In The Reivers, a short, rambunctious novel published weeks before his death in 1962, William Faulkner offered a bittersweet story about coming-of-age in his fictional slice of the South, Yoknapatawpha County, half a century earlier. Taps, the late Willie Morris’s final testament, also looks back fifty years to ponder the mysteries of growing up in the Mississippi Delta at mid-century during the Korean War.
In 1951, the young men of Fisk’s Landing, a Dixie cotton town so close to the soil that none of its buildings exceeds four stories, begin to return from Asia in caskets. The area’s entire National Guard unit had been mobilized in response to hostilities in Korea. For the increasingly common graveside ceremonies, two high school trumpeters, Arch Kidd and Swayze Barksdale, are recruited by the local American Legion chapter to play “Taps.” Although he is not quite old enough for military service, Swayze bears vigilant witness to the dismal fate of local boys who were. Lank Hemphill returns without an arm, but many others come back to Fisk’s Landing only as corpses. For each burial, the flip of a coin determines who—either Swayze or Arch—performs beside the coffin and who stands at a distance repeating on his own horn every mournful phrase. Those notes in turn resound throughout the county, and, later, in the memories of a grown-up trumpeter. Swayze, the fictional narrator whose recollections of his seventeenth year constitute Taps, can still summon up “the wonderful thrill of hearing the echo to one’s own echo as it dissolves tenderly, reluctantly almost, into the distance, palpitating into the faraway hush.”
If writing is an echo of experience, it also generates its own resonances. In writing the novel Taps, Morris, who inscribes the book “For the people of Yazoo,” drew on his own childhood in the Mississippi Delta, a time and place evoked exquisitely in the first section of his first book, North Toward Home (1967). “The past is never dead,” declared Faulkner in a statement that Morris appropriated as his memoir’s epigraph. “It’s not even past.” Reviving things past, Morris in Taps again revisits Yazoo City, renaming it Fisk’s Landing, a rural metropolis with a population of 10,184, and he calls himself Swayze. Taps is in effect a gloss on the seventh chapter of the “Mississippi” section in North Toward Home, a ten-page stretch in which Morris recalls his adolescent experience playing trumpet at the funerals of Korean fatalities. (Chapter 5 is the germ of a 1995 novel, My Dog Skip). “Is it not true that the past is the only thing we truly possess?” asks Swayze, acutely aware that the answer is no, that everything is always slipping away. Precisely because the past is never dead, it is elusive. Invoking memory and invention, Taps returns one last time to scenes that can be glimpsed but not fixed.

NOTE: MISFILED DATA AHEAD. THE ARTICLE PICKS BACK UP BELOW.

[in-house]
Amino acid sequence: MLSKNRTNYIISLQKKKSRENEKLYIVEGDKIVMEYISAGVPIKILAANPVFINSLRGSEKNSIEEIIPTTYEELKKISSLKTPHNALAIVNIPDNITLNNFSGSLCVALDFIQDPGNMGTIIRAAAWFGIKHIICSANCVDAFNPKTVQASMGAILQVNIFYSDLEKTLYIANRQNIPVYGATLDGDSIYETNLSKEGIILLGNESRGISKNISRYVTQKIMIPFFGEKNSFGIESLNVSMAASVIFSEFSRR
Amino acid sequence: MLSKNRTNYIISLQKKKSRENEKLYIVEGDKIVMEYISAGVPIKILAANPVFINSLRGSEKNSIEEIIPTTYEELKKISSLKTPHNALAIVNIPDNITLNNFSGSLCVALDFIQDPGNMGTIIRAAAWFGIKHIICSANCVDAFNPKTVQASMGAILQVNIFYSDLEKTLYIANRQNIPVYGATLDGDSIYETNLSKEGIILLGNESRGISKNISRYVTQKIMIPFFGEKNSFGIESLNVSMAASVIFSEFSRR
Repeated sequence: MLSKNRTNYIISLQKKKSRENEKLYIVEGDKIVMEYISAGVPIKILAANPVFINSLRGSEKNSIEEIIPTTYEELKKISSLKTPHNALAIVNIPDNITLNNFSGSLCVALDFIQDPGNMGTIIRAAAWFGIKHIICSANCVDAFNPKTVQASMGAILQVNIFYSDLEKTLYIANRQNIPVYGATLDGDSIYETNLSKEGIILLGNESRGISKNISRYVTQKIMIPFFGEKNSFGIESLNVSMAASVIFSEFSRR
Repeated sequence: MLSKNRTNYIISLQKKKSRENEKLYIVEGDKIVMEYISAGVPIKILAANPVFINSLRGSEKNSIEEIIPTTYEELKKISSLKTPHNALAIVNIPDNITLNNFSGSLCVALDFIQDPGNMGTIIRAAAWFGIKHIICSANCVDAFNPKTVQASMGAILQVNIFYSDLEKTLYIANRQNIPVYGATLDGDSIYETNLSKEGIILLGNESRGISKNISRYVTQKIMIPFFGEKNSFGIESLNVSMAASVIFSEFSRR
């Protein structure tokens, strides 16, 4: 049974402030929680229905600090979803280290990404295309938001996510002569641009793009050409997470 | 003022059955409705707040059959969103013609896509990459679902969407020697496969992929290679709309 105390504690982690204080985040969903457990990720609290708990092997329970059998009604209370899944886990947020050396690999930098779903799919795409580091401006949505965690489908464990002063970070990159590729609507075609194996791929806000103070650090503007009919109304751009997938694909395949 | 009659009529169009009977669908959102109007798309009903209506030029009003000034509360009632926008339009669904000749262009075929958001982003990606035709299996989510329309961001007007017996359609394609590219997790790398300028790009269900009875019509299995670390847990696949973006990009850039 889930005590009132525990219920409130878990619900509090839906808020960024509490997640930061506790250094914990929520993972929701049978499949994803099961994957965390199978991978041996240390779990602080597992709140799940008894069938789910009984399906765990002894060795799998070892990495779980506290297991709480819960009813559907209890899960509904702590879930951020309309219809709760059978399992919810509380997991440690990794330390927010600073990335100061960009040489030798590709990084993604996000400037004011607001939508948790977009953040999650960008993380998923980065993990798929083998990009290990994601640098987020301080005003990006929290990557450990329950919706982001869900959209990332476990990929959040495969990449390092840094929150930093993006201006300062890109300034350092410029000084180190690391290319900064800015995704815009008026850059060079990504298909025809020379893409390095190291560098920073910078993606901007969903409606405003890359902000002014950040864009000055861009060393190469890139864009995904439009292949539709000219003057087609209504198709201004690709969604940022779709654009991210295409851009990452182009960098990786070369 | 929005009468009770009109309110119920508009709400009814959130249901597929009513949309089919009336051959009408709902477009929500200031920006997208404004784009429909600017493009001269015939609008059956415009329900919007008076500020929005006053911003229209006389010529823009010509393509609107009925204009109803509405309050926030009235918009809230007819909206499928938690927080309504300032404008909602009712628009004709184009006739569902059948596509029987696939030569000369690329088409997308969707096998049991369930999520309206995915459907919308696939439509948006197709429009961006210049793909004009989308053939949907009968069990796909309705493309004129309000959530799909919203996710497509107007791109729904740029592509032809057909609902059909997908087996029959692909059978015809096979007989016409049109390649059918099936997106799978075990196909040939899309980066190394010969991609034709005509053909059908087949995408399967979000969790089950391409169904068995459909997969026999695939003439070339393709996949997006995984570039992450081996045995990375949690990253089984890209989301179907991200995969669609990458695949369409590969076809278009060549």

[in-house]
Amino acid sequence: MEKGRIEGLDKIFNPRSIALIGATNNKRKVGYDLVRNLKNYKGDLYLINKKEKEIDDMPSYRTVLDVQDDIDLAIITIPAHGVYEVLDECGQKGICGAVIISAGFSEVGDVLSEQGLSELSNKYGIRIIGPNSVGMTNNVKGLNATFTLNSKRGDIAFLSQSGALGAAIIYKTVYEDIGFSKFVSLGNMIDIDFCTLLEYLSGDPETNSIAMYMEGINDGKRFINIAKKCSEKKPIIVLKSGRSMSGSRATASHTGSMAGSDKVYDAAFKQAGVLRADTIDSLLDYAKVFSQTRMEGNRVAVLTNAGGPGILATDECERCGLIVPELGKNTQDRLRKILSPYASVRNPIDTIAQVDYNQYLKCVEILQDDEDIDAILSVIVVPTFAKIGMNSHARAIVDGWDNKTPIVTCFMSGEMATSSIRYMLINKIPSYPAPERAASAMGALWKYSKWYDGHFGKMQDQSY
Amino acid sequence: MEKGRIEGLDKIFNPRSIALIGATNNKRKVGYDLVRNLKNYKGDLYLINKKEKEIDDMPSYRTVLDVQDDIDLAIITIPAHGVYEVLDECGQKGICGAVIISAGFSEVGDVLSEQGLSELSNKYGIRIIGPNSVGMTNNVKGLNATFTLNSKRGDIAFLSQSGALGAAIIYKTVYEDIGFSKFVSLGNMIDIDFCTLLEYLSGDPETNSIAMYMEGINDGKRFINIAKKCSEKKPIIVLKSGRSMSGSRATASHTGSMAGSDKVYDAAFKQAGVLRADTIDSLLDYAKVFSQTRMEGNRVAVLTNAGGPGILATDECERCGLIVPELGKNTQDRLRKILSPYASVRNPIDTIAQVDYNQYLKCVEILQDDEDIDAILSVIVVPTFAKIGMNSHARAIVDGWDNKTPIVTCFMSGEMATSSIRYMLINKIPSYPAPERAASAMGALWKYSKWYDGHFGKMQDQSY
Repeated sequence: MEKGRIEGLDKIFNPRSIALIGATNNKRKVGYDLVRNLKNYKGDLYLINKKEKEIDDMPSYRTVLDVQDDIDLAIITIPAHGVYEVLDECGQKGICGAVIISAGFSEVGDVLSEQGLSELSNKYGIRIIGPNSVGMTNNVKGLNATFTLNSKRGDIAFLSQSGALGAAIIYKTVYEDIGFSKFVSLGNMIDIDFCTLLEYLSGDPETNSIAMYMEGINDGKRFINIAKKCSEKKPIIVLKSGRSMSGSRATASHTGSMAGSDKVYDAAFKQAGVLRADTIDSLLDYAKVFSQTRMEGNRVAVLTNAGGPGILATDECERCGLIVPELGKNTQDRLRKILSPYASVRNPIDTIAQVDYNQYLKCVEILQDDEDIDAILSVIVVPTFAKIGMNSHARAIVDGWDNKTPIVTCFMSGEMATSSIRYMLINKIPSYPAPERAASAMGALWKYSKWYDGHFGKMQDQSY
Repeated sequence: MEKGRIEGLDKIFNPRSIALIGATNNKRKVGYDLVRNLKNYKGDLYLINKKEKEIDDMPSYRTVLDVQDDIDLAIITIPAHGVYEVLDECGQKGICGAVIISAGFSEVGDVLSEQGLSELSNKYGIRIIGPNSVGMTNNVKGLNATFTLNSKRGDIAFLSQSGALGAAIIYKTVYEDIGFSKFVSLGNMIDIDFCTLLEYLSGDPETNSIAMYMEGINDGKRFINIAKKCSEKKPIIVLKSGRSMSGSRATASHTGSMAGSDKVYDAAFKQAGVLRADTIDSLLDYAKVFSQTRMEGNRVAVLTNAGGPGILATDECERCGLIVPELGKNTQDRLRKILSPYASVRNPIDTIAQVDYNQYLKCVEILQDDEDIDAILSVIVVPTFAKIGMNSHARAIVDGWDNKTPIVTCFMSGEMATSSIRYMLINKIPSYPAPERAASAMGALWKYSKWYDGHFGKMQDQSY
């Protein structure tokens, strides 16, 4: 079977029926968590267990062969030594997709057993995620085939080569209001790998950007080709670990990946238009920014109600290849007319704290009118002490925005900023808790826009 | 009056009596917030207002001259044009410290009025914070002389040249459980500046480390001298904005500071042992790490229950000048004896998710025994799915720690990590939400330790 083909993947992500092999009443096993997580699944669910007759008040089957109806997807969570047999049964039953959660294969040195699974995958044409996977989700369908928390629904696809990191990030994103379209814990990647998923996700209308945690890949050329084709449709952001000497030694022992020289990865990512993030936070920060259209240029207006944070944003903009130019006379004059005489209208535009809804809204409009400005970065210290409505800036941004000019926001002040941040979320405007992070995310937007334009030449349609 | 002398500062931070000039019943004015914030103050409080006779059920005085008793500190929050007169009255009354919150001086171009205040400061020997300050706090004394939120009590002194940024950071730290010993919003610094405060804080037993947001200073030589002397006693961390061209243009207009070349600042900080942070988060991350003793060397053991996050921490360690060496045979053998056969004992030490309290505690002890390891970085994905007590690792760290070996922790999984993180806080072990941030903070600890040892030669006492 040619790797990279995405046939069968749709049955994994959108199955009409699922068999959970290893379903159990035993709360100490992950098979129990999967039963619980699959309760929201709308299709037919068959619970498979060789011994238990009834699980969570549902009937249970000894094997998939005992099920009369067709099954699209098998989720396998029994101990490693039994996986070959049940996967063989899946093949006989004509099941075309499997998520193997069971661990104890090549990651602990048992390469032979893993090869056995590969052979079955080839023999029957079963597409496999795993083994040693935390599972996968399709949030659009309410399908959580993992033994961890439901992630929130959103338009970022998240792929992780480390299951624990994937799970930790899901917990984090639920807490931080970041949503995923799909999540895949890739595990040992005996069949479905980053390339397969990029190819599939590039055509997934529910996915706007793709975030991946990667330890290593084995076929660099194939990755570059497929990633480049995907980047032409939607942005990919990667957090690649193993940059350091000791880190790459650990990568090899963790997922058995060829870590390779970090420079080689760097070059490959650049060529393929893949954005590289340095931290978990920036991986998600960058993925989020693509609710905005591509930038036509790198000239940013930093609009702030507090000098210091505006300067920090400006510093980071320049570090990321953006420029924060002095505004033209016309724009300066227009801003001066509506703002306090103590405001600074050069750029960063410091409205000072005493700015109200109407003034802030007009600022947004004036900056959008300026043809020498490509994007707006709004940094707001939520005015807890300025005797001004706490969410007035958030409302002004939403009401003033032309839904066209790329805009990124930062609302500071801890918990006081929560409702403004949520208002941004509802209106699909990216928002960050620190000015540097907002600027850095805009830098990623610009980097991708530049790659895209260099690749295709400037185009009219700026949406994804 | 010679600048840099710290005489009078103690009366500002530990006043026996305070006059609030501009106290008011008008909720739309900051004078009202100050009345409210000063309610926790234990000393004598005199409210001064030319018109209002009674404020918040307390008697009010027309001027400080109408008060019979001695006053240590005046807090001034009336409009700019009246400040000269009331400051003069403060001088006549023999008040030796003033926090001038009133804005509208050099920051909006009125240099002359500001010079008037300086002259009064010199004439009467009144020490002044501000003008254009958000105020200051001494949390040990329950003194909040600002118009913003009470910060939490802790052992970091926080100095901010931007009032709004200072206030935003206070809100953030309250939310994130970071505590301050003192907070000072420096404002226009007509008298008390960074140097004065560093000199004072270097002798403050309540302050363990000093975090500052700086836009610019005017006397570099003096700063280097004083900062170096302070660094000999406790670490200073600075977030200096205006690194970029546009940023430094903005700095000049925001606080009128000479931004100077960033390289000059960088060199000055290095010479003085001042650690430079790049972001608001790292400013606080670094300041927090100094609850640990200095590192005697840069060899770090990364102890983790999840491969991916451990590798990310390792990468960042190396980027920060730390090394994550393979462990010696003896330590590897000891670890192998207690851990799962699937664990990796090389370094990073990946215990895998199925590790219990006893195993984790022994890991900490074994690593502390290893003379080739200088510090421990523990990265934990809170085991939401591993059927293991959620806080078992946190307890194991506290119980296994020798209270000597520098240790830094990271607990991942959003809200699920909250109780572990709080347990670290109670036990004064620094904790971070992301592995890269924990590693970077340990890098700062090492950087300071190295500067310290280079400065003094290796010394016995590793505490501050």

In 1952, Morris left Mississippi for Austin, Texas, to attend the University of Texas and edit The Daily Texan. At age twenty-five, he returned to the Texas capital, after four years in Oxford—England, not Mississippi—as a Rhodes Scholar, to edit The Texas Observer. At thirty-two, he became editor of Harper’s magazine and an influential figure in American literary culture. He conquered New York, but even after Gotham deposed its conqueror and Morris headed south toward home for his final years, he never lost the aura of the wunderkind. If, as George Orwell noted, “at fifty, everyone has the face he deserves,” Morris’s famous babyface revealed a man who never outgrew youthful wonder. Perhaps because they so often cultivate green memories, even his seasoned efforts seem precocious.
At the time of his early death at age sixty-four in 1999, Taps, which Morris worked on throughout his adult life, was still in manuscript, and its author was denied the thrill of hearing an echo to his own echo. In a seamless job of editing and a labor of love, his widow, JoAnne Prichard Morris, has brought the book into posthumous print. Taps is a fitting valediction to a man whose work deserves to echo. Its title refers not only to the lament that teenage Swayze plays in memoriam to his fallen townsmen, or to the fact that his widowed, alcoholic mother, a frustrated ballerina, gives lessons to local children in tap dancing. It also recalls the lesson that an adolescent learns...
(The entire section is 1835 words.)